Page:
Digital Equity in a Traditional Culture: Gullah Communities in South Carolina

Digital Equity in a Traditional Culture: Gullah Communities in South Carolina

Patricia Randolph Leigh (Iowa State University, USA), J. Herman Blake (Medical University of South Carolina, USA) and Emily L. Moore (Medical University of South Carolina, USA)
DOI: 10.4018/978-1-61520-793-0.ch009
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In this chapter, the authors explore the history of the Gullah people of the Sea Islands of South Carolina. In examining the history of oppression and isolation of Black Americans of Gullah descent, the authors look at how a history of racism and inequity set the stage for the digital inequities experienced by Gullah communities since the onset of the information age. They find that despite the Gullahs’ tenacious struggles for education and literacy during enslavement, many are left behind in this age of digital technology. The authors examine the effects that the isolated and closed Gullah communities, which were forced conditions during slavery, had upon many Gullahs’ reluctance and resistance to engagement in information communication technologies (ICTs) centuries later. They contend that this continued isolation inadvertently contributed to the loss of Gullah land as well as a pattern of gentrification that severely compromises Gullah traditions and values.
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In many parts of South Carolina, rural as well as urban, the traditional culture of Gullah people is confronted by rapidly changing circumstances. As neighborhoods are transformed by gentrification and entire communities displaced by development, Gullah peoples still utilize deeply-rooted values and social institutions to hold on to their unique culture (National Park Service, 2005; Housing Authority Council, 2005). Information technology has impacted Gullah communities in distinctive ways—while the digital divide so prominent in minority communities has become an agent of change the traditional culture of Gullah peoples is both a challenge to information technology as well as challenged by information technology.

This chapter uses the analytical framework of critical race theory (CRT) to develop insights into digital equity and a traditional culture. One of the central features of critical race theory is the use of the human narrative to critique as well as illustrate key issues and increase our insights and understandings. Furthermore, the authors draw on this major tenet of CRT, which is the belief that the use of narrative can serve to liberate and emancipate historically underserved and marginalized individuals and groups. Consequently, the storytelling and counter-storytelling found in CRT writings contradict and interrupt the dominant narratives and hegemonous perspectives surrounding the histories and experiences of these same social identity groups. Critical race theorists rely heavily on narrative to ‘unsilence’ and make heard the voices from the bottom rungs of societies’ hierarchies in their efforts to dispel misconceptions, myths, and untruths. While Derrick Bell (1987, 1992) and Richard Delgado (1995), for example, employ allegory and fictional storytelling to achieve these purposes, the authors of this chapter believe that other forms of narrative resulting from methods traditional to qualitative research, such as the use of interview and ‘oral’ data, as well as community engagement can also be effective in lifting up the unheard voices of Gullah people. In this chapter we use compelling narratives to show the intricacies of Gullah culture and its relation to the broader social structure. In doing so, we also discuss and critique, from CRT perspectives, the importance of property and property rights in U.S. society in determining how Gullah communities are viewed by the dominant and powerful elite and how they have come to be, once again, disempowered and threatened, through gentrification, with the loss of the very culture and traditional ways honored and voiced in their narratives.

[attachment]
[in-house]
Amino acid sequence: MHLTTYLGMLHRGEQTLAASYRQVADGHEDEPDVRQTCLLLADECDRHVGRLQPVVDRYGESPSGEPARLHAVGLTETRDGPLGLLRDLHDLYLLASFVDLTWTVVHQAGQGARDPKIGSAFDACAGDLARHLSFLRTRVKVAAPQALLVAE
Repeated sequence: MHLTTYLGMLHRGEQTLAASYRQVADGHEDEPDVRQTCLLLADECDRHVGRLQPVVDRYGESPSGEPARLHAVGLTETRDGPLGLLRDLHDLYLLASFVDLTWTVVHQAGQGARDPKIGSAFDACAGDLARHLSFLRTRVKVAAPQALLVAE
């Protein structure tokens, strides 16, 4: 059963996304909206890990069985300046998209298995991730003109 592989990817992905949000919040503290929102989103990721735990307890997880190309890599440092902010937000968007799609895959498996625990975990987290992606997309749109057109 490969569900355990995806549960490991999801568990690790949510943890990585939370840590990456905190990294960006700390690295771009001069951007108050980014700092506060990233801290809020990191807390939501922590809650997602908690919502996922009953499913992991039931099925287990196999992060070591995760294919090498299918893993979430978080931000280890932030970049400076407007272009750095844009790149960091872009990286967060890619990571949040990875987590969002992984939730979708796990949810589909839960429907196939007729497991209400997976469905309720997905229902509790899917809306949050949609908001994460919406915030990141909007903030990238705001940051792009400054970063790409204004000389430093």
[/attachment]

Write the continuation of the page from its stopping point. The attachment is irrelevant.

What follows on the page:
The particular narratives used in this chapter are condensed from biographies/autobiographies as well as accounts from our more recent research to present eloquent narratives that speak to the issues of CRT and the maintenance of Gullah/Geechee culture. These narratives emanate from the lives of the following:

  • Charlotte Forten (1837-1914): An African-American woman from the North who taught at Penn School on St. Helena Island (Beaufort County) in the years after the Civil War. Her journal speaks powerfully to the social constraints as well as the intense desire of Gullah people for education.

  • Robert Smalls (1839-1915): Born a slave in Beaufort County, SC; a hero in the Civil war; a delegate to the 1868 South Carolina Constitutional Convention; an ardent advocate for mandatory public education; a Reconstruction-era legislator in South Carolina. A recent biography, Yearning to Breathe Free has been published by Andrew Billingsley (2007).

  • Septima Poinsette Clark (1898-1987): A Charleston native, taught for several years on Johns Island, (Charleston County); went on to community organizing as well as establishing the Citizenship Education Schools that provided rudimentary literacy skills to thousands of African American adults. Her two autobiographies (1962, 1986) Echo in My Soul and Ready from Within speak to the early to mid-20th Century conditions.

  • Ervin R. Simmons: (1957- ): Born on the still-isolated Daufuskie Island, SC, recounts his experiences learning in a two-room school that did not go beyond the eighth grade.

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